Findings among older patients with acute MI and atrial fibrillation undergoing PCI
WEDNESDAY, Aug. 5, 2015 (HealthDay News) — About one-quarter of older patients with acute myocardial infarction (MI) and atrial fibrillation (AF) undergoing percutaneous coronary intervention (PCI) are discharged on triple therapy (warfarin, aspirin, and clopidogrel), according to a study published in the Aug. 11 issue of the Journal of the American College of Cardiology.
Connie N. Hess, M.D., M.H.S., from Duke University in Durham, N.C., and colleagues examined appropriate antithrombotic therapy for acute MI patients with AF treated with PCI. Data were included for 4,959 patients aged 65 years and older with acute MI and AF who underwent coronary stenting.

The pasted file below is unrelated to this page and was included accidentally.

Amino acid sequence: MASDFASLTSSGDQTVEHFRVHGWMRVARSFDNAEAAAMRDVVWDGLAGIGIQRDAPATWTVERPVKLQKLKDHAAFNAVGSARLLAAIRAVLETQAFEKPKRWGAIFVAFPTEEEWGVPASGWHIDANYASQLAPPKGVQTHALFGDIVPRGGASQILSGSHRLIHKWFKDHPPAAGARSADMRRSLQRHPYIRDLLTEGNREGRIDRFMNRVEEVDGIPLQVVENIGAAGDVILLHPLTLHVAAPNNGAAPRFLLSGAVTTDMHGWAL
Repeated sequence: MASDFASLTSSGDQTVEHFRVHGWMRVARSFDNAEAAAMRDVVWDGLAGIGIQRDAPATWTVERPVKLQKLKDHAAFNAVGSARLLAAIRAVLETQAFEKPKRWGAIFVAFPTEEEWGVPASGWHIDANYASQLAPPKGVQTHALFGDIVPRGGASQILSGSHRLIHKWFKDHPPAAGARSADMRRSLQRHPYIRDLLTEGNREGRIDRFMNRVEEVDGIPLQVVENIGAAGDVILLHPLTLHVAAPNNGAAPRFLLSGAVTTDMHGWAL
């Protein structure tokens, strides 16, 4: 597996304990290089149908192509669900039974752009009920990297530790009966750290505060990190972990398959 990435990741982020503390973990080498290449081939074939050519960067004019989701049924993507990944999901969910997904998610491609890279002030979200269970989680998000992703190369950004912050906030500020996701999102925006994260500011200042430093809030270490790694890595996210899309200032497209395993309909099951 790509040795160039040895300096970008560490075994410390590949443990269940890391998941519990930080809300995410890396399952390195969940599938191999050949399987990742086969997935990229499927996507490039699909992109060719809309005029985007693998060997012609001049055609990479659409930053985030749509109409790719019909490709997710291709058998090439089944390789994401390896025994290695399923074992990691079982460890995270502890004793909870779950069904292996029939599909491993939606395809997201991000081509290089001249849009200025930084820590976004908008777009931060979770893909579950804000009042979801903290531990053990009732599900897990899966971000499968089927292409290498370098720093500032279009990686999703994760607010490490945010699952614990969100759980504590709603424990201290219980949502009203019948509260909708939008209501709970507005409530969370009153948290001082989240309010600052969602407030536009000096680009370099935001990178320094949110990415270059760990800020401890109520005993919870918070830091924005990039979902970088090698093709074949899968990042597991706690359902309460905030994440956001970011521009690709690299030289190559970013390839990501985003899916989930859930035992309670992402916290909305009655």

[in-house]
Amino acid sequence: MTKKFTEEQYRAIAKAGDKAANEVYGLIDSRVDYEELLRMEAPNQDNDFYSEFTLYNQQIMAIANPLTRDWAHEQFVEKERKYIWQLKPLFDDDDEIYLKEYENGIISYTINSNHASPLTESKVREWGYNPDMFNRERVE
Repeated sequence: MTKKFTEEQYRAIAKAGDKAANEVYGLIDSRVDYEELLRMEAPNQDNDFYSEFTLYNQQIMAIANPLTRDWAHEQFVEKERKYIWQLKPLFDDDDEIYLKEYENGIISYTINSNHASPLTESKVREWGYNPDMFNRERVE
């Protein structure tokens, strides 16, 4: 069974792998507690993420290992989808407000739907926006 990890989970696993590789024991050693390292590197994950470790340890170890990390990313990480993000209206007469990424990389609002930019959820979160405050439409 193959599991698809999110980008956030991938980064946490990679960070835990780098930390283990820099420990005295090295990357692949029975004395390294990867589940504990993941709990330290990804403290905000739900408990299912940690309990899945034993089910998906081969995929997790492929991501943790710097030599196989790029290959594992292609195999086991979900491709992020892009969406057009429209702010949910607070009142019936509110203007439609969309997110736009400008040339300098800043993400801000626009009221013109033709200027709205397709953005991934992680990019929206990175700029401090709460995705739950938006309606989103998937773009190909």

The researchers found that 27.6 percent of patients were discharged on triple therapy. Patients on triple therapy had a similar risk of major adverse cardiac events relative to dual antiplatelet therapy (DAPT) (adjusted hazard ratio [aHR], 0.99; 95 percent confidence interval [CI], 0.86 to 1.16); however, risks of bleeding requiring hospitalization and intracranial hemorrhage were significantly increased (aHRs, 1.61 [95 percent CI, 1.31 to 1.97] and 2.04 [95 percent CI, 1.25 to 3.34], respectively). Among patients discharged on warfarin, 90-day post-discharge warfarin persistence was 93.2 percent for the 1,591 Medicare part D patients. Results were similar for those persistently on warfarin versus those not discharged on warfarin.
“Those receiving triple therapy versus DAPT had higher rates of major bleeding without a measurable difference in composite MI, death, or stroke,” the authors write.
Several authors disclosed financial ties to the pharmaceutical industry.
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